Today’s guest blogger is Scott Eblin. You can read all about him at the end of the post and also learn about his great new book that just hit shelves. I highly encourage you to pick up a copy of it. Here’s Scott…
If you’re a high potential leader, there’s about a 98% chance that you’re thought of or view yourself as a “go-to person.” I know that number ‘s in the ballpark because I regularly ask audiences of high potential leaders, “How many of you have been referred to or think of yourself as a ‘go-to person?’” Usually, just about every hand in the room goes up. For example, in a webinar I conducted for Government Executive magazine, 98% of the 400 plus senior managers online answered yes to the “go-to” question in a flash poll.
And what do I mean by “go-to person”? As one leader explained it to me, “I’m the closer.” You either know the type or you are the type. Go to people are the ones who make sure the job gets done. If that means taking over, so be it. If that means staying up into the wee hours, so be it. Organizations reward go-to people because they can rely on them. They’re the kinds of folks who are designated as high potentials and are promoted into bigger and bigger jobs. Great stuff, right? Well, it is until it isn’t…
We’ve all seen the cases of high performing, super achieving go-to people who are promoted to executive level roles and then hit the wall. The air is rare up there and the failure rate is high. A well known study by the Center for Creative Leadership shows that up to 40% of newly promoted managers and executives are no longer in their roles within 18 months of their promotion. What goes wrong? Ironically, it stems from that go-to person approach. With each move up, the scope of work expands. Instead of results expectations in one or two areas, results are expected on multiple fronts.
Through my work with both seasoned and rising leaders, I’ve concluded that executive success depends on a process of picking up and letting go. There are sets of behaviors that executives need to pick up and let go of when they take on bigger jobs and the new expectations that go with them. Over the years, I’ve developed and tested a model of leadership that breaks these pick up and let go behaviors into three types of leadership presence – personal, team and organizational. The model looks like this:
For the go-to person leader, picking up is the easier part of the process. The go-to folks are bright people. They learn quickly. Picking up new skills is usually a cognitive challenge. What’s more challenging is the letting go. That’s an emotional hurdle because now you’re facing letting go of some of the very behaviors that made you successful on your way up.
Over the past several years, my company has conducted a 360 degree assessment based on the Next Level model for over 500 rising executives. The aggregate results tell an interesting story about the strengths these go-to people bring to the table as well as the behaviors they need to adjust to succeed in their executive level roles.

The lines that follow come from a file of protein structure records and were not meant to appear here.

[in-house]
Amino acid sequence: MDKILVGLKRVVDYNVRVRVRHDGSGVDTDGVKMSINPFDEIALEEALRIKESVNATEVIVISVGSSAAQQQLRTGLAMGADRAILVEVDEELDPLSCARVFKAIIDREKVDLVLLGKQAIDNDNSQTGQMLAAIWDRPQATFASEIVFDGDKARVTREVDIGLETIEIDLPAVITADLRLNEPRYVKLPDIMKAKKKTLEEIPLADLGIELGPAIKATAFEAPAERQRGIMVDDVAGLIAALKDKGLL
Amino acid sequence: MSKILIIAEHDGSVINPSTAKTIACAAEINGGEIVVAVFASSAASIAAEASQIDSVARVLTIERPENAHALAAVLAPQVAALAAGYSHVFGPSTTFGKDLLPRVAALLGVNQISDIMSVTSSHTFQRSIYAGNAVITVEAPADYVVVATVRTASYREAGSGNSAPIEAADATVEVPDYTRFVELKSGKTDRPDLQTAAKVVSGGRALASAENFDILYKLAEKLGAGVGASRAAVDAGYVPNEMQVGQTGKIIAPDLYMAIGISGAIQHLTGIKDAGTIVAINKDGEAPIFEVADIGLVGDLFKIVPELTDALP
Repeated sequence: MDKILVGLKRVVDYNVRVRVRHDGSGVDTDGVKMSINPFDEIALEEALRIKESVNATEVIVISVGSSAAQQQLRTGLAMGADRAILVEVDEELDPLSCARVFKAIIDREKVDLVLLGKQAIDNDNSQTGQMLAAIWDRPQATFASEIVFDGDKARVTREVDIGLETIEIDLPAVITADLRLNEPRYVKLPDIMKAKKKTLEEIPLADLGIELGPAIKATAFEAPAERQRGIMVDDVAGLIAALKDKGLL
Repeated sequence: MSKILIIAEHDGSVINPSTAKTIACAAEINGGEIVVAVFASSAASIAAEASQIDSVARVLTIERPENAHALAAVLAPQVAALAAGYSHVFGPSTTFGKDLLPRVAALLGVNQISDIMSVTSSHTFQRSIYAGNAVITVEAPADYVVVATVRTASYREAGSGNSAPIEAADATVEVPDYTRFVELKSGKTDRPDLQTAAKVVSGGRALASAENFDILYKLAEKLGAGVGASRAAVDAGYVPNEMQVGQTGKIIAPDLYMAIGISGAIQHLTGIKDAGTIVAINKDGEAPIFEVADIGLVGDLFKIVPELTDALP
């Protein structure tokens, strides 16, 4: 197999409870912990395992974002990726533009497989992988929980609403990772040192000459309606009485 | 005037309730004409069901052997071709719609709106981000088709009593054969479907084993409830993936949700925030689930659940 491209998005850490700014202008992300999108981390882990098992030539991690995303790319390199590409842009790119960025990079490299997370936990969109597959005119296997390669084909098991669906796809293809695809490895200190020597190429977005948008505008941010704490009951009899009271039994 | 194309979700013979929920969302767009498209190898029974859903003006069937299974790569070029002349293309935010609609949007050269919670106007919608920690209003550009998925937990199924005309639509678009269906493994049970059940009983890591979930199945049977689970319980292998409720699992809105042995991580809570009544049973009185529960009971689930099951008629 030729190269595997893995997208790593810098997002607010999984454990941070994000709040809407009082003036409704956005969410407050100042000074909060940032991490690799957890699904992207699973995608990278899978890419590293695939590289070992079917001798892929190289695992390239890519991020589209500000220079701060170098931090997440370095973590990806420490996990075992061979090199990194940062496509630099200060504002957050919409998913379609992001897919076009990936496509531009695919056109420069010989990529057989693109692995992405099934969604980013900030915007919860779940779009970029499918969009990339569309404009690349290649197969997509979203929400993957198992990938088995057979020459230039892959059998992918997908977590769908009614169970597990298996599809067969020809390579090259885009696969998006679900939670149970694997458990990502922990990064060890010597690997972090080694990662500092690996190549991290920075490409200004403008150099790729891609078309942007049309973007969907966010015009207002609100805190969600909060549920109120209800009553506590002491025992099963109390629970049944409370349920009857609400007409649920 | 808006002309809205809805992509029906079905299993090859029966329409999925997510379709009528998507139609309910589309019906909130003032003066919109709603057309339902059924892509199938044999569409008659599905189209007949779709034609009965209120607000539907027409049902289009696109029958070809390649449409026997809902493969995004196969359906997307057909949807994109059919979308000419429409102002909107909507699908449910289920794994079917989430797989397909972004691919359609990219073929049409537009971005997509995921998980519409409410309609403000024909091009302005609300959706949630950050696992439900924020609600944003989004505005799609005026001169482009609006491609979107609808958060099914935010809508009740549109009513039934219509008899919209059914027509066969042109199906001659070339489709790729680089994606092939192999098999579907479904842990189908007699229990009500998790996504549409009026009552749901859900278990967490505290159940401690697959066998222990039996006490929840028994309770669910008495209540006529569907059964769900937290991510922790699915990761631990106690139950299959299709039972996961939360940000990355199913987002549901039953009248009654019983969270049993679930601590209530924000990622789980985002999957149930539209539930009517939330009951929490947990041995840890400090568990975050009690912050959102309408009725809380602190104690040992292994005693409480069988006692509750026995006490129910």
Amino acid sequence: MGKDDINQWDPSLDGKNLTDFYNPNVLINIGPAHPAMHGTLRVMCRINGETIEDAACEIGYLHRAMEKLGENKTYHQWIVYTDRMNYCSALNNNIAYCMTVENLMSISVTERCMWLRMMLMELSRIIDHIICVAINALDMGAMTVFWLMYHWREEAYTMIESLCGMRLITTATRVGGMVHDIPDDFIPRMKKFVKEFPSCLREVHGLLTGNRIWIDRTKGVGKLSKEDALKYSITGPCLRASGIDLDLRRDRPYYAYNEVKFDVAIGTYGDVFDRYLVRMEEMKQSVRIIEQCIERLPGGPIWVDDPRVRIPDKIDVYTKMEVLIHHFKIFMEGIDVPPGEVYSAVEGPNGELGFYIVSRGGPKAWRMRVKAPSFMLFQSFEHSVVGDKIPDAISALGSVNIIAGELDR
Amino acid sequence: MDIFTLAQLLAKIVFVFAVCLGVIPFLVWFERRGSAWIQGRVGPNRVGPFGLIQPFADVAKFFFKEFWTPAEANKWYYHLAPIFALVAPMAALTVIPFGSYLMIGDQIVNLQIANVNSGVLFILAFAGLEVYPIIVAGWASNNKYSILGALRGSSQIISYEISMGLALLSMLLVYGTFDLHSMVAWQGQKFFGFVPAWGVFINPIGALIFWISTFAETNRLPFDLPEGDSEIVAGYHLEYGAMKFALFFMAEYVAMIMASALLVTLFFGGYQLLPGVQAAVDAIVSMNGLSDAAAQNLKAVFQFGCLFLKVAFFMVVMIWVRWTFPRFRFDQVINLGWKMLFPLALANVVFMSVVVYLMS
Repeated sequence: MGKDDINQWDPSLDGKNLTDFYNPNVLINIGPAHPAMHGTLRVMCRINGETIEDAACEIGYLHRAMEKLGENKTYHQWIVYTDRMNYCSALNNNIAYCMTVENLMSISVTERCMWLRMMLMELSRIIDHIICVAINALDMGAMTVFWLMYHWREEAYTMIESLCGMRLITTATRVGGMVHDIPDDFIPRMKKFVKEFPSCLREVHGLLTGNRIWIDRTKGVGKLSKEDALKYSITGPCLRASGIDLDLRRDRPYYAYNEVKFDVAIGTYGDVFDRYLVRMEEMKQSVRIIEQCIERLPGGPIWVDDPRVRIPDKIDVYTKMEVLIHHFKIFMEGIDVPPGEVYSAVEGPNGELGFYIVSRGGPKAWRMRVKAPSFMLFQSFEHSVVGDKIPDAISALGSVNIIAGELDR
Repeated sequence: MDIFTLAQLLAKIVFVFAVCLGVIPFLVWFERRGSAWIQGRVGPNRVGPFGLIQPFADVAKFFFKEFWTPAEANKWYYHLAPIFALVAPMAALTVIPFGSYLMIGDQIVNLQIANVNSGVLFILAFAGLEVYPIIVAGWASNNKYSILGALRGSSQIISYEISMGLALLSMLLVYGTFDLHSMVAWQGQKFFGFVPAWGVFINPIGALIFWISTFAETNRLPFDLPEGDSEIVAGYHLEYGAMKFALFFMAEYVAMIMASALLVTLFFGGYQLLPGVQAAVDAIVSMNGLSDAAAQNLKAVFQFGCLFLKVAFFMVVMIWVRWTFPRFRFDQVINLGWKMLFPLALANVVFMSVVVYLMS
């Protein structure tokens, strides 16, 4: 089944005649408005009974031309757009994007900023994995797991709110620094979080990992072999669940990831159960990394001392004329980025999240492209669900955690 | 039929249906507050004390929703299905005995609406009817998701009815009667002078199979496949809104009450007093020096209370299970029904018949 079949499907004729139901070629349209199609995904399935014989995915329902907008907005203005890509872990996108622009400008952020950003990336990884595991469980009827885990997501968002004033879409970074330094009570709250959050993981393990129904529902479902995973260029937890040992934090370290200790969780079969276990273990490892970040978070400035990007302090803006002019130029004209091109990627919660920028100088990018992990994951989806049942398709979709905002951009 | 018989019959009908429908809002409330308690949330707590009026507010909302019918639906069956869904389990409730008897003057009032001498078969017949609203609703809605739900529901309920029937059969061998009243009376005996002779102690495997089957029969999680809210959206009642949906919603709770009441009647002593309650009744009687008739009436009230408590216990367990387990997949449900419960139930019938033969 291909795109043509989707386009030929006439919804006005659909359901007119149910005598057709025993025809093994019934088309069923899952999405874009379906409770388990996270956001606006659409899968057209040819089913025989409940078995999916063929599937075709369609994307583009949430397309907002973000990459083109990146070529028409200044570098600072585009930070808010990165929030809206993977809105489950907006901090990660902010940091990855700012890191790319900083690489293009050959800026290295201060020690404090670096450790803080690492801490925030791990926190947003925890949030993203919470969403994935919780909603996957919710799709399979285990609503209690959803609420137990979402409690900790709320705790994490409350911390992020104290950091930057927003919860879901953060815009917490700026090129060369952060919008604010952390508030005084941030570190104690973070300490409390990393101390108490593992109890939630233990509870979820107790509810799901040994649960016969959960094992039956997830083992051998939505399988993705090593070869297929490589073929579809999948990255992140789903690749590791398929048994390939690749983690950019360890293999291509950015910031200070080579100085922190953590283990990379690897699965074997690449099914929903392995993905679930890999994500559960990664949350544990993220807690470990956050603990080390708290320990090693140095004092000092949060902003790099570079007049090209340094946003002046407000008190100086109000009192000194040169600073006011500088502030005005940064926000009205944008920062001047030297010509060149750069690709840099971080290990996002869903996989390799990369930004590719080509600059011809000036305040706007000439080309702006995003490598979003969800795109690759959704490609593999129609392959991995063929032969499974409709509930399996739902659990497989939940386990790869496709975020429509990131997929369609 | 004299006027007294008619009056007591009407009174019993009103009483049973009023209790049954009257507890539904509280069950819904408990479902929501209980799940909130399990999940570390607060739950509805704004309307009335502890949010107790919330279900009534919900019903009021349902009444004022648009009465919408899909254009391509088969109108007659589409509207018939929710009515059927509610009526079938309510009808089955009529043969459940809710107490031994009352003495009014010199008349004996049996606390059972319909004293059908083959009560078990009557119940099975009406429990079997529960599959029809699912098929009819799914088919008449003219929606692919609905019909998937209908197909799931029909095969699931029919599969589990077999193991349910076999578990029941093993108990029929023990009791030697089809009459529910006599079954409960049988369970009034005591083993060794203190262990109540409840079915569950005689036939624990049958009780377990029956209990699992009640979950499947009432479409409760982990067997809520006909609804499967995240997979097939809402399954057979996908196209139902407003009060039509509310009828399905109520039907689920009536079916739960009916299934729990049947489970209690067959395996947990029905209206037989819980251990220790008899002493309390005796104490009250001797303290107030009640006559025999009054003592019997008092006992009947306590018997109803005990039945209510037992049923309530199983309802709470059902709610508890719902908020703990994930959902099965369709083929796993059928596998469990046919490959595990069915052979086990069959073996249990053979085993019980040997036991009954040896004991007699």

At the high end of the scale are behaviors like having a strong desire for the team to succeed, demonstrating stamina and energy and showing mental acuity. When you consider that our database consists of assessments for high potential leaders, the high end results aren’t surprising. They’re really the baseline behaviors and characteristics of go-to people. Where things get interesting is the behaviors that are the five items that the colleagues of these high potentials rate the lowest. They are:
– Paces him/herself by building in regular breaks from work.
– Leaves time in his/her schedule for unexpected problems or issues.
– Spends less time using his/her functional skills and more time encouraging team members to use theirs.
– Regularly takes time to step back and define or redefine what needs to be done.
– Spends less time on day to day issues and more time on strategic opportunities.
When you connect the dots, you see a picture of go-to people who are running flat out until they crash because it’s hard to let go of self reliance. Many of my clients take on this challenge in a focused development process that we call an Executive Success Plan or ESP. Based on follow-up colleague feedback, the ones that are most successful are the ones that focus in on one or two key behaviors and then get their colleagues engaged with providing simple ideas for how to be better. If you’re clear about what you’re working on, tell people what you’re working on, ask them for ideas on how to improve and follow through on their good ideas, you can become a better leader.
It all lines up with what Aristotle said, “We are what we repeatedly do. Excellence, then, is not an act, but a habit.” Successful executives learn to pick up new habits and let go of old ones that enable them to make the shift from go-to person to leader of go-to people.
Scott Eblin is the author of The Next Level: What Insiders Know About Executive Success. Scott is also an executive coach, speaker, and blogger. He is a former Fortune 500 HR executive, president of The Eblin Group and graduate of Davidson College, Harvard University, and Georgetown University’s leadership coaching certificate program, where he is also on the faculty.